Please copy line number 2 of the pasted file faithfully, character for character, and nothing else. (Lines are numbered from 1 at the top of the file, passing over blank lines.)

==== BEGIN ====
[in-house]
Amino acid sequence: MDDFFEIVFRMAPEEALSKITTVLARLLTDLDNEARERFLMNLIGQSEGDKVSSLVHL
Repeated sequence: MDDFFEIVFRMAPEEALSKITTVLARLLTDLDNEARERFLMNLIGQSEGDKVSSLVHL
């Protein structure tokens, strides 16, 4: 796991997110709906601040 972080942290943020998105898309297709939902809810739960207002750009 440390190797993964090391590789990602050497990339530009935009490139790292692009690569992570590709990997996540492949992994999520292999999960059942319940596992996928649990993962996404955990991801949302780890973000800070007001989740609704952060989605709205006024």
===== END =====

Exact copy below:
Amino acid sequence: MDDFFEIVFRMAPEEALSKITTVLARLLTDLDNEARERFLMNLIGQSEGDKVSSLVHL